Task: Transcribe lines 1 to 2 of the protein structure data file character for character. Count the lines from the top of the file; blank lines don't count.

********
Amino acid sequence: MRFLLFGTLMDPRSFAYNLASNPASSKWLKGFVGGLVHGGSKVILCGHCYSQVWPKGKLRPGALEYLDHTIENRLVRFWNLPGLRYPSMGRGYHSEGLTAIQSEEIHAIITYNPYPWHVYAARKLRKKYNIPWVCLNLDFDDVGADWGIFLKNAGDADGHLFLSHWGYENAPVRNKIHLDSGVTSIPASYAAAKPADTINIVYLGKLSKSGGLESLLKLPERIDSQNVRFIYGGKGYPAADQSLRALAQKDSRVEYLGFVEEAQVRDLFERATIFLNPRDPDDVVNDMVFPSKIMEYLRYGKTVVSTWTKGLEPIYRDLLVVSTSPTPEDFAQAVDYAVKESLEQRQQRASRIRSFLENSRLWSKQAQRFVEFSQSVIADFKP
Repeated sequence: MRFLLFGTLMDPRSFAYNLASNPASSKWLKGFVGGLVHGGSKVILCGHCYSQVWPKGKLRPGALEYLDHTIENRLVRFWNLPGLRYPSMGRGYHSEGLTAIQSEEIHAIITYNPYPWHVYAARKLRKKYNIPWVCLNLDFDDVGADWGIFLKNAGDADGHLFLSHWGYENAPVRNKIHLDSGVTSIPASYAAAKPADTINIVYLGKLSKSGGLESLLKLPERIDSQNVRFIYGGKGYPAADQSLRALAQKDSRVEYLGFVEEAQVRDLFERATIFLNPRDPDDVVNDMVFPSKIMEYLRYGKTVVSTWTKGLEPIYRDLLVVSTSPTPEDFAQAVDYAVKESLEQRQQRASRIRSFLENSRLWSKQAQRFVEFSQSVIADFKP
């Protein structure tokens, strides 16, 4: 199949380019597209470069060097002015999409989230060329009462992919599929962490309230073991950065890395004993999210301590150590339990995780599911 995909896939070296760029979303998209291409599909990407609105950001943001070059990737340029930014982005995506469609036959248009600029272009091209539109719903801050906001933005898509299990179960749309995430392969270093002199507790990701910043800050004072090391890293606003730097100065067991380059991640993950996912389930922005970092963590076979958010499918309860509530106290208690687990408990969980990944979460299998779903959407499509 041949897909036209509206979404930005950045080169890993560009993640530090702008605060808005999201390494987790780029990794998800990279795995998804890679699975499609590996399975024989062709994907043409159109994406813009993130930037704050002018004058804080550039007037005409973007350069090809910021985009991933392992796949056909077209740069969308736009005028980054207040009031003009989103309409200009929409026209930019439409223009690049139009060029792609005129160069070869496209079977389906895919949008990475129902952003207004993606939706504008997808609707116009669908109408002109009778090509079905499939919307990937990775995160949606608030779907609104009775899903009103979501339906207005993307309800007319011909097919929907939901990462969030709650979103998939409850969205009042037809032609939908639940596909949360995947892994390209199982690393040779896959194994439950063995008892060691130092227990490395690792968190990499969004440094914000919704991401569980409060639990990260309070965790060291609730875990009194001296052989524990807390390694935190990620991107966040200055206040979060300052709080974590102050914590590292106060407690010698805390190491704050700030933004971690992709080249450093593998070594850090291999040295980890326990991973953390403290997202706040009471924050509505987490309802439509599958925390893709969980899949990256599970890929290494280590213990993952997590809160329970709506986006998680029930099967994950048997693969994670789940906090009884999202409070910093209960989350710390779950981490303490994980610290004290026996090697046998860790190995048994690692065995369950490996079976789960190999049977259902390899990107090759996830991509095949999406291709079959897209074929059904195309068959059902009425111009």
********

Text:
Amino acid sequence: MRFLLFGTLMDPRSFAYNLASNPASSKWLKGFVGGLVHGGSKVILCGHCYSQVWPKGKLRPGALEYLDHTIENRLVRFWNLPGLRYPSMGRGYHSEGLTAIQSEEIHAIITYNPYPWHVYAARKLRKKYNIPWVCLNLDFDDVGADWGIFLKNAGDADGHLFLSHWGYENAPVRNKIHLDSGVTSIPASYAAAKPADTINIVYLGKLSKSGGLESLLKLPERIDSQNVRFIYGGKGYPAADQSLRALAQKDSRVEYLGFVEEAQVRDLFERATIFLNPRDPDDVVNDMVFPSKIMEYLRYGKTVVSTWTKGLEPIYRDLLVVSTSPTPEDFAQAVDYAVKESLEQRQQRASRIRSFLENSRLWSKQAQRFVEFSQSVIADFKP
Repeated sequence: MRFLLFGTLMDPRSFAYNLASNPASSKWLKGFVGGLVHGGSKVILCGHCYSQVWPKGKLRPGALEYLDHTIENRLVRFWNLPGLRYPSMGRGYHSEGLTAIQSEEIHAIITYNPYPWHVYAARKLRKKYNIPWVCLNLDFDDVGADWGIFLKNAGDADGHLFLSHWGYENAPVRNKIHLDSGVTSIPASYAAAKPADTINIVYLGKLSKSGGLESLLKLPERIDSQNVRFIYGGKGYPAADQSLRALAQKDSRVEYLGFVEEAQVRDLFERATIFLNPRDPDDVVNDMVFPSKIMEYLRYGKTVVSTWTKGLEPIYRDLLVVSTSPTPEDFAQAVDYAVKESLEQRQQRASRIRSFLENSRLWSKQAQRFVEFSQSVIADFKP